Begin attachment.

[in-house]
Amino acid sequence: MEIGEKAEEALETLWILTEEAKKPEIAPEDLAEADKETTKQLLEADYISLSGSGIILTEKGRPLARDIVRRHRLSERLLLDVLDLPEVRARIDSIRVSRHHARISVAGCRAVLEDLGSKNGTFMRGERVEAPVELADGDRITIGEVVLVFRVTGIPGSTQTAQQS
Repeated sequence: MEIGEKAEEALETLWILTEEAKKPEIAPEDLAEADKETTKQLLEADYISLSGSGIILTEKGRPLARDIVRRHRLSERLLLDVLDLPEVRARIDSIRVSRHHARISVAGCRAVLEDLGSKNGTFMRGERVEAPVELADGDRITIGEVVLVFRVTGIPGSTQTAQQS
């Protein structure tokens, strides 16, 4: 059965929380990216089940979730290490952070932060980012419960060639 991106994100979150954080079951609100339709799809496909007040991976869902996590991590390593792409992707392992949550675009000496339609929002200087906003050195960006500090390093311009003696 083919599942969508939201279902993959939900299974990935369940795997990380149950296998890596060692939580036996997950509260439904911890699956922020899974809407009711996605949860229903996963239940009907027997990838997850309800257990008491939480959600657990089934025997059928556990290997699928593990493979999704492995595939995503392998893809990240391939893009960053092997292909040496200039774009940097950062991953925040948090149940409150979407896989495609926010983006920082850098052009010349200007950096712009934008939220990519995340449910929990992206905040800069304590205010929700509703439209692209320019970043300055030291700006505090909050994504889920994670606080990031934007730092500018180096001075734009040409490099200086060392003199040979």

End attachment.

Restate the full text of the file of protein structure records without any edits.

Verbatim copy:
[in-house]
Amino acid sequence: MEIGEKAEEALETLWILTEEAKKPEIAPEDLAEADKETTKQLLEADYISLSGSGIILTEKGRPLARDIVRRHRLSERLLLDVLDLPEVRARIDSIRVSRHHARISVAGCRAVLEDLGSKNGTFMRGERVEAPVELADGDRITIGEVVLVFRVTGIPGSTQTAQQS
Repeated sequence: MEIGEKAEEALETLWILTEEAKKPEIAPEDLAEADKETTKQLLEADYISLSGSGIILTEKGRPLARDIVRRHRLSERLLLDVLDLPEVRARIDSIRVSRHHARISVAGCRAVLEDLGSKNGTFMRGERVEAPVELADGDRITIGEVVLVFRVTGIPGSTQTAQQS
């Protein structure tokens, strides 16, 4: 059965929380990216089940979730290490952070932060980012419960060639 991106994100979150954080079951609100339709799809496909007040991976869902996590991590390593792409992707392992949550675009000496339609929002200087906003050195960006500090390093311009003696 083919599942969508939201279902993959939900299974990935369940795997990380149950296998890596060692939580036996997950509260439904911890699956922020899974809407009711996605949860229903996963239940009907027997990838997850309800257990008491939480959600657990089934025997059928556990290997699928593990493979999704492995595939995503392998893809990240391939893009960053092997292909040496200039774009940097950062991953925040948090149940409150979407896989495609926010983006920082850098052009010349200007950096712009934008939220990519995340449910929990992206905040800069304590205010929700509703439209692209320019970043300055030291700006505090909050994504889920994670606080990031934007730092500018180096001075734009040409490099200086060392003199040979």